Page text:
Measuring your people will lead to measure of success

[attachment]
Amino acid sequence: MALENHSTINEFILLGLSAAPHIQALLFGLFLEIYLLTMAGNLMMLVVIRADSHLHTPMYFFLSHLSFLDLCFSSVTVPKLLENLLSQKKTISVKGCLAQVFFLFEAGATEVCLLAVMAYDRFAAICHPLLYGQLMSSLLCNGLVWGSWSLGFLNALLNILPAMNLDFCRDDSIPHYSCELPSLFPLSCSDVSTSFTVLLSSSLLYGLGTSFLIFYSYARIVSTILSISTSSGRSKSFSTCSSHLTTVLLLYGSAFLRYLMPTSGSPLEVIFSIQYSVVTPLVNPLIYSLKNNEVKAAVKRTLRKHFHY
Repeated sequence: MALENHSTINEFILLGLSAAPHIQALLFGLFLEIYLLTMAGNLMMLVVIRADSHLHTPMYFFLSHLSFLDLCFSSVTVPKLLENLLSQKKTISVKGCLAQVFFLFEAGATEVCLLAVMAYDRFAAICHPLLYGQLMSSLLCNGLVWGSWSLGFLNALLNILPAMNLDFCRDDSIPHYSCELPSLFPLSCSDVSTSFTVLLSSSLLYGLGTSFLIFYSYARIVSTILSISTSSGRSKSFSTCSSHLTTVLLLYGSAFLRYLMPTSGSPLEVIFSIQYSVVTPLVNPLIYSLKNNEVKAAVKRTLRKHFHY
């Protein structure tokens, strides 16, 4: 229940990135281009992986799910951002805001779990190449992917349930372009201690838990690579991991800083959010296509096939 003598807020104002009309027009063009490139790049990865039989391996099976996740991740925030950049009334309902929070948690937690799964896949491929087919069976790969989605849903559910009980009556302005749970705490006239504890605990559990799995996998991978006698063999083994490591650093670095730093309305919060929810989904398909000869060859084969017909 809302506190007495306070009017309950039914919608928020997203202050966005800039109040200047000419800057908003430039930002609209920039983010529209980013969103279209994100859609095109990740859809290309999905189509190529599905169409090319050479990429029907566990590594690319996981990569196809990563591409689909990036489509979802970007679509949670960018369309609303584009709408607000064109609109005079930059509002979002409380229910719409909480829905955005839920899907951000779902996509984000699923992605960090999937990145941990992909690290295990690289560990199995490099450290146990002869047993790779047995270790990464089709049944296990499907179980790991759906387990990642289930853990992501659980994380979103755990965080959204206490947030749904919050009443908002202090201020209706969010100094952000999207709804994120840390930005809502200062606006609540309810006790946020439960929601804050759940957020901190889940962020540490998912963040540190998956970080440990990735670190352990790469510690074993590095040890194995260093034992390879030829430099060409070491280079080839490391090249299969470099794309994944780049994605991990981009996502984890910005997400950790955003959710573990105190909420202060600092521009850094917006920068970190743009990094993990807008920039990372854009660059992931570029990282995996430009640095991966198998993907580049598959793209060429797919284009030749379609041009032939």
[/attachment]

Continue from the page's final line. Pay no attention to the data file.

first_imgRelated posts:No related photos. Measuring your people will lead to measure of successOn 20 May 2003 in Personnel Today Comments are closed. A member of the Accounting for People Task Force outlines why people havethe power to transform your organisation, but warns against comparisons withother, non-human metricsAt Cadbury Schweppes, we believe that driving successful performance is 20per cent about strategy and 80 per cent about people. Like any other company, the key distinguishing assets we have are our brandsand our people. The long-term health and performance of our brands is entrustedto the current generation of people we employ. Ensuring we focus on and measuretheir contribution and development is therefore a major part of our success. In driving this focus, we choose to concentrate on outputs as well asinputs. It is, after all, not the specific amount of money we spend ontraining, but the use that training is put to that makes the difference. Making the link Our approach, over and above the general development of a standardmanagerial skills base, focuses on linking training to our key business issues.Recent examples have concentrated on expanding our skills in strategy, growthand innovation. However, there are limits to the measurement of human capital. It is a far more complex issue than measuring the return on financialcapital employed. People are not passive assets whose value is constant, and whose actions andreactions can be easily predicted. They have emotions, feelings, prejudices,intellects and individual behaviour traits. That makes them entirely unsuitablesubjects for comparisons with those measures applied to financial performance. People are human beings as well as human capital. By adopting the languageof the accountant, we are potentially undermining the unique contribution thatpeople make to our businesses. In Cadbury Schweppes, we are committed to working together to create brandsthat people love. This is why we come to work. In the end it is what we shouldall be measured against. Our success has been based on this assumption and on the belief that weshould all be measured against the single most critical output that reflectsour ultimate performance: the creation of shareholder value. What sits behind this is a real understanding that we cannot create superiorshareholder value without working together effectively, with world-classcapabilities in sales, marketing and manufacturing, and the strategic skills tocombine these to create competitive advantage. Faith in the process What matters to the motivation, development and performance of our people isthat they know about and have faith in the process we institute for measuringtheir own and the company’s progress. Measurement in these areas needs to be specific, clear and actionable. Inevery country in which we operate we expect all our people to get regularfeedback on their performance from their manager. We have minimum standards of good practice that are set centrally and rolemodelled from the top down. Training and development plans are put in place toaddress development needs and these too are reviewed regularly. Every manager of people must undertake a 360-degree feedback session on howthey work with others, and then take action to improve their performance inareas of concern. We also monitor compliance with our values and standards of business ethics,and we take actions where we find any divergence. Respond to data All these measures must be actionable. If you do not respond to data beingpresented to you, it serves no purpose. However, measurement is only oneelement of the process. Statistics, particularly those that attempt to make tangible the dynamics ofhuman interaction, are not a panacea that will ensure a high-performance organisation.Much more important is the vision and leadership that sets clear values, andensures their application across the company through clear standards inbusiness ethics and performance. In a world where even five-year-olds are being targeted and measured todrive the performance of schools, it may seem curiously old-fashioned to pointto values, business ethics and a belief in treating people properly as thefoundations for success. Yet I remain convinced that this is the case. An obsession with measurementalone could undermine the insight, innovation and entrepreneurial spirit thatthis country requires to build the successful wealth-creating businesses neededfor the 21st century. Previous Article Next Articlelast_img

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